There is no stopping Aldi – or fellow discounter Lidl. Sales in Aldi grew by 36% in the last twelve weeks, and those in Lidl by 20%. And this in a market which grew by just 1.9%, the lowest level for 11 years (Kantar Worldpanel).
We know that shoppers like the discounters’ low prices, but they also like the way they price.
To get value in the “big 4” supermarkets shoppers have to buy what’s on promotion. Often the products on offer are not the ones that they want, or the offer is not in a form that they want. Multi buys like buy 3 get one free, or get the second half price are particularly disliked by shoppers. Fine if the product in question is not perishable and likely to end up in the bin, or if it is something that is regularly bought, but too often that is not the case.
Kantar tells us that 45% of all sales made by the major supermarkets come from promotional offers, up from around 40%. Compare that with Aldi where just 3% of sales are on promotion.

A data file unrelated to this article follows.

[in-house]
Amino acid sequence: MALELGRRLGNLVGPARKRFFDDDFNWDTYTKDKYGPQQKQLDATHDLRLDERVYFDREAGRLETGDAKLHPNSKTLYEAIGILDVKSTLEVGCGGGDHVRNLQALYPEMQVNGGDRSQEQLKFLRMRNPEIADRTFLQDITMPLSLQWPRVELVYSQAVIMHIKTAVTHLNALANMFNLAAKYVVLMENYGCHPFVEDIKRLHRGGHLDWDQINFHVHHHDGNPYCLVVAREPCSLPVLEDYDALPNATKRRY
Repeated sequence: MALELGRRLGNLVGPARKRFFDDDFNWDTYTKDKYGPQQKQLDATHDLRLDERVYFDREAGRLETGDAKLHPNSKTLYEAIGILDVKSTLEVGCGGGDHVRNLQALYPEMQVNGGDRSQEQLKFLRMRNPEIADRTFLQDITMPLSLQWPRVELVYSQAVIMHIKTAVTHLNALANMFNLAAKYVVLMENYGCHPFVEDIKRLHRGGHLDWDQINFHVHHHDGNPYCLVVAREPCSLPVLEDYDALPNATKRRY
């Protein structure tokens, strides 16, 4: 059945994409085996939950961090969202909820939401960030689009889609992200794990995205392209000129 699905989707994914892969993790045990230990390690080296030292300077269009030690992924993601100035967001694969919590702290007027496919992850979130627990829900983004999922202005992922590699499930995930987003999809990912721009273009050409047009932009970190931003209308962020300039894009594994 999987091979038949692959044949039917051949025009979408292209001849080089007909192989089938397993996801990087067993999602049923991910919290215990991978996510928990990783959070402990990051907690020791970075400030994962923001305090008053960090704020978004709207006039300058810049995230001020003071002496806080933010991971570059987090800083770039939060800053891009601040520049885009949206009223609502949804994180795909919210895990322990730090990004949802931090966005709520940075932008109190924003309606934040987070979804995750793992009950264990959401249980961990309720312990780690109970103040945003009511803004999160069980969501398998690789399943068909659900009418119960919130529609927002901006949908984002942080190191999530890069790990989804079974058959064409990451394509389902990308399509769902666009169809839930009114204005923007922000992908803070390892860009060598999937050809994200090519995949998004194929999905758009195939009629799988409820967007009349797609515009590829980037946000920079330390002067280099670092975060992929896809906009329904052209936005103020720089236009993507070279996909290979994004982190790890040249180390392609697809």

So there is the draw for Aldi customers. Having worked out which products they like they can shop with confidence knowing that the price will be the same day in and day out. Contrast that with other grocers where prices can be hiked for a while just to be able to drop them later, and shoppers are never sure what might be available on promotion on a particular day.
Morrisons, Asda, and Tesco have cottoned on to this, and permanently (they claim) lowered prices.
While price is the main reason to go to discounters, the IGD has done some research on what other aspects shoppers find attractive. Some are surprised by the quality, some like the speed and ease of shopping, and the reduced range, others enjoy finding continental brands that are not available elsewhere. As the IGD says, discounters are moving mainstream. 51% of people have shopped in one in the last month, compared with 41% two years ago and 12% are saying that their main store is a discounter, up from 5%. Hence the worry among traditional grocers and the change in pricing strategy.